Rishi Sunak has been urged to suspend Deputy Prime Minister Dominic Raab while an investigation into bullying allegations is carried out.
The three permanent secretaries who led officials working under Mr Raab are thought to have given evidence to an inquiry into the Justice Secretary being led by senior lawyer Adam Tolley KC.
Dozens of civil servants are believed to be involved in eight formal complaints.
Dave Penman, leader of the FDA union, which represents senior officials, said Mr Raab should be suspended to protect other members of staff while the investigation is conducted.
“Dominic Raab is now facing investigations around eight separate complaints involving what we understand is dozens of civil servants in three separate government departments over a period of four years,” he told BBC Radio 4’s Today.
“If that was any other employee, if that was a permanent secretary in the civil service, they would in all likelihood be suspended from their job while the investigation took place.
“That’s not to prejudge the investigation, that’s to say if there are serious allegations of bullying and extensive allegations like this, that one of the considerations is how do you protect employees from that sort of behaviour? And while it’s being determined, you would normally suspend someone, given the seriousness and extent of those accusations.”
Former Foreign Office mandarin Lord Simon McDonald has reportedly given evidence to Mr Tolley as a witness, while Antonia Romeo, the current permanent secretary at the Ministry of Justice, and Philip Rycroft, who ran the Brexit department while Mr Raab was there, are also thought to have been spoken to.
Mr Rycroft appeared to confirm he had been interviewed, saying “it would be a bit of a surprise if the investigation hadn’t reached out to those who were working with Dominic Raab through those years”.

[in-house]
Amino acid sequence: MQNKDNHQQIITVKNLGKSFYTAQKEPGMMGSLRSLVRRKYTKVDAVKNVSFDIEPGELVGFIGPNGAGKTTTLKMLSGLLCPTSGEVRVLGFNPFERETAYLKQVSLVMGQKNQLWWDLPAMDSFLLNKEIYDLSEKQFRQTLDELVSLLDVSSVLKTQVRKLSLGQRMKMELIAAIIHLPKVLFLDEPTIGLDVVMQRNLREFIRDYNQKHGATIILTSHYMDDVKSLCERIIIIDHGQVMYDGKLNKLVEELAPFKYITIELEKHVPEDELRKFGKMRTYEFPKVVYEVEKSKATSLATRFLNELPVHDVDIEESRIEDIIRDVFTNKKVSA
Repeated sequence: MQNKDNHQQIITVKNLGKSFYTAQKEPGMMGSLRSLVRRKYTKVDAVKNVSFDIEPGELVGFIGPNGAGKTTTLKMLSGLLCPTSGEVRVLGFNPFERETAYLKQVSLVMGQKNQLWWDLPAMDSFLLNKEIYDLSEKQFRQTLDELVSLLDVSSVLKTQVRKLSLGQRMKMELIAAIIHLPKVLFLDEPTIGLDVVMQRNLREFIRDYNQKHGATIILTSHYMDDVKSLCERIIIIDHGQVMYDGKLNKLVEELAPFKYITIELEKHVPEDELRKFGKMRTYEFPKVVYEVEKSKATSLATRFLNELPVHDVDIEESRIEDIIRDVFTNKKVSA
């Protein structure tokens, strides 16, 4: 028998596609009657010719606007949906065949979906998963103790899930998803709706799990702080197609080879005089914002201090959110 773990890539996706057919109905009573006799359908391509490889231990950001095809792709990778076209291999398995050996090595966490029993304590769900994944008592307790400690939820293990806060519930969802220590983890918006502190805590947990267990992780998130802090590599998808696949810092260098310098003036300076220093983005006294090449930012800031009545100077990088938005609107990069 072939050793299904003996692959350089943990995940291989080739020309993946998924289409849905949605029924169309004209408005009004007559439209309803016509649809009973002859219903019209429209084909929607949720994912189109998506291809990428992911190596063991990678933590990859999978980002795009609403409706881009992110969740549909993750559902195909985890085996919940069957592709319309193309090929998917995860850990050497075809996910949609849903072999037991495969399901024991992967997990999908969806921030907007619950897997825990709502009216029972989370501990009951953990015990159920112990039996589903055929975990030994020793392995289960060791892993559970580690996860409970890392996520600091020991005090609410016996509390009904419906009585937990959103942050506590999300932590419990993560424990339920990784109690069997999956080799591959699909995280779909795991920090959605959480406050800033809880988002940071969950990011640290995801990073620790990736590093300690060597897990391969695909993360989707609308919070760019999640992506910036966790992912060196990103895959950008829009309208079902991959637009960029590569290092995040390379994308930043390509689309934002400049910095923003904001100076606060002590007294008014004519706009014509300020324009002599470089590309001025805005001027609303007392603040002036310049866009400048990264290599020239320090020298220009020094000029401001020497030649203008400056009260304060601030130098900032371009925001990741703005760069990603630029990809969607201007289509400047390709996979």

He also told Times Radio on Wednesday: “I’m pleased the investigation is happening. Clearly for everybody involved in this, getting this sorted out is long overdue, but we’ll have to wait and see what the investigator comes up with and ultimately the decision on the base of that evidence is one for the Prime Minister.”
Mr Penman said: “The person who works closest with a government minister is the permanent secretary and so you would have expected that, if concerns have been raised about his behaviour, then those concerns would have been raised with the permanent secretaries of the time, who may well have spoken to Dominic Raab.”
Mr Raab’s Cabinet colleague Gillian Keegan rejected calls for him to step aside while Mr Tolley carries out his work.
The Education Secretary told Sky News: “I personally think it is fair to let investigations continue.
“I think that is the fair process. I think it was Dom himself who instigated this investigation. That is ongoing. That will uncover all the facts. When you get the facts you discuss and take the action.
“I think it is only fair when somebody accuses somebody of something you go through that. You go through the fair process. I think that is the right thing to do.
“Then the Prime Minister and Dominic will obviously discuss that and make the right decision based on that.”
Ms Keegan said she does not feel uncomfortable sitting alongside someone accused of bullying.
“I sit round the Cabinet table and don’t see that. I feel very comfortable with my colleagues around the Cabinet,” she said.
The Liberal Democrats called on the Prime Minister to publish the advice given to him by the Cabinet Office when he appointed Mr Raab in October.
Downing Street has stressed Mr Sunak was not aware of any formal complaints against Mr Raab when he appointed him Deputy Prime Minister, but has refused to comment on what information he had been given.
Deputy Lib Dem leader Daisy Cooper said: “It’s time for the Prime Minister to come out of hiding and face the music.
“The public deserves to know the truth about what he knew and when, including the full disclosure of any advice given to him by the Cabinet Office.
“Raab is just the latest of Sunak’s appointees who has been caught up in scandal.
“If Rishi Sunak was serious about integrity, he would give the Tolley inquiry the full co-operation it deserves by providing his own formal evidence.”
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